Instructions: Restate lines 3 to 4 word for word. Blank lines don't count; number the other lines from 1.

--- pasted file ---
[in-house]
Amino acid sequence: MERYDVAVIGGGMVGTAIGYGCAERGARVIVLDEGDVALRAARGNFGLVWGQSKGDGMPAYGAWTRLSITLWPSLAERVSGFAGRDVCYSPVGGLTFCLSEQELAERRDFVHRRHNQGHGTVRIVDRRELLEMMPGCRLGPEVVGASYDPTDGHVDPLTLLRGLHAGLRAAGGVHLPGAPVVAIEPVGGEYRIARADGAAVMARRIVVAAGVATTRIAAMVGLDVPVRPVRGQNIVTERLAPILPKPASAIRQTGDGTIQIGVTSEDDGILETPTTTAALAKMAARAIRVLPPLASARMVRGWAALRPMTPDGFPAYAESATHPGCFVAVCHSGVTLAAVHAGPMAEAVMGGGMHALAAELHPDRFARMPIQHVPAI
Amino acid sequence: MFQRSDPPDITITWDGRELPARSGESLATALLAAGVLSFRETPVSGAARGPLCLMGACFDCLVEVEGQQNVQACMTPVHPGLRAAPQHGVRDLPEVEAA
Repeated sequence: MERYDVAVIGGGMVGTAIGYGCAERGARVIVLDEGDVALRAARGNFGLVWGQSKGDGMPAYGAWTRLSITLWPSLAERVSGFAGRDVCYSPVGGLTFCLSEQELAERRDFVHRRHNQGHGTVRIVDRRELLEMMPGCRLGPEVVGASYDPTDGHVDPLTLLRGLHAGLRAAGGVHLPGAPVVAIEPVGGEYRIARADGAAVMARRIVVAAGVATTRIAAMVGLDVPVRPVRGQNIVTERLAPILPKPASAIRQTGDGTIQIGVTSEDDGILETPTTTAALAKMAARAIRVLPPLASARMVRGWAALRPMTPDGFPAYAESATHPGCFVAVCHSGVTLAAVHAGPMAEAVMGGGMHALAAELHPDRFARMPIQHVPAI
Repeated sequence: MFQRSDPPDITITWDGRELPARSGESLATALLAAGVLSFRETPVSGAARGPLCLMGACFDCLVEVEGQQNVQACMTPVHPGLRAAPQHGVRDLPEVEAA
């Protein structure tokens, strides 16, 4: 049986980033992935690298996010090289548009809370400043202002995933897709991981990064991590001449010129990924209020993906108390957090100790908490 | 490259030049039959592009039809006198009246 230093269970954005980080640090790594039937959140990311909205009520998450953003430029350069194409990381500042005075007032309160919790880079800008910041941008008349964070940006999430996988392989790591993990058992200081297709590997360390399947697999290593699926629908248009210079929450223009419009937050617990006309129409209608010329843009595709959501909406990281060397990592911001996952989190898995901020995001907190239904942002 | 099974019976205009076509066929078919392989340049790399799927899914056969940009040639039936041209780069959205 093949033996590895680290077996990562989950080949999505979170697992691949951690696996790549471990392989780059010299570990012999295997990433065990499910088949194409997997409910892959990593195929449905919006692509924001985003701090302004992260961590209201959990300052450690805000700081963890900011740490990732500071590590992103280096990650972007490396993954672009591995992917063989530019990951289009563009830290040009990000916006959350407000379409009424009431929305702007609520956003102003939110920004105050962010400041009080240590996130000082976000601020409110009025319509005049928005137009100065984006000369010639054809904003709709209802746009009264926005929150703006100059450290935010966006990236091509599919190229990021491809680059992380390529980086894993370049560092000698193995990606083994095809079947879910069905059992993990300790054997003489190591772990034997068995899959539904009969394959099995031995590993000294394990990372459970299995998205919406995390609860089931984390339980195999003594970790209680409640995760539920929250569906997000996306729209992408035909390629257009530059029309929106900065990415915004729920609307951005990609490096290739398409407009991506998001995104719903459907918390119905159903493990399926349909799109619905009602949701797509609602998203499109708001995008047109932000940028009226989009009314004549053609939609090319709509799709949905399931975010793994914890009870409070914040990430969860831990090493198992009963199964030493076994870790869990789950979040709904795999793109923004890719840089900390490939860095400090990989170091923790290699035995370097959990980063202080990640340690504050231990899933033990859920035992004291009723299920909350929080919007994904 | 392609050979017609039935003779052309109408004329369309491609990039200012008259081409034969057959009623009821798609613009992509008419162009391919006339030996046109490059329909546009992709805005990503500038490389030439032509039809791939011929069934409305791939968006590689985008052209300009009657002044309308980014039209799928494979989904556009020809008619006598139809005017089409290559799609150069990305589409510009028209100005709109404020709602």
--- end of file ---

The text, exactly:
Amino acid sequence: MFQRSDPPDITITWDGRELPARSGESLATALLAAGVLSFRETPVSGAARGPLCLMGACFDCLVEVEGQQNVQACMTPVHPGLRAAPQHGVRDLPEVEAA
Repeated sequence: MERYDVAVIGGGMVGTAIGYGCAERGARVIVLDEGDVALRAARGNFGLVWGQSKGDGMPAYGAWTRLSITLWPSLAERVSGFAGRDVCYSPVGGLTFCLSEQELAERRDFVHRRHNQGHGTVRIVDRRELLEMMPGCRLGPEVVGASYDPTDGHVDPLTLLRGLHAGLRAAGGVHLPGAPVVAIEPVGGEYRIARADGAAVMARRIVVAAGVATTRIAAMVGLDVPVRPVRGQNIVTERLAPILPKPASAIRQTGDGTIQIGVTSEDDGILETPTTTAALAKMAARAIRVLPPLASARMVRGWAALRPMTPDGFPAYAESATHPGCFVAVCHSGVTLAAVHAGPMAEAVMGGGMHALAAELHPDRFARMPIQHVPAI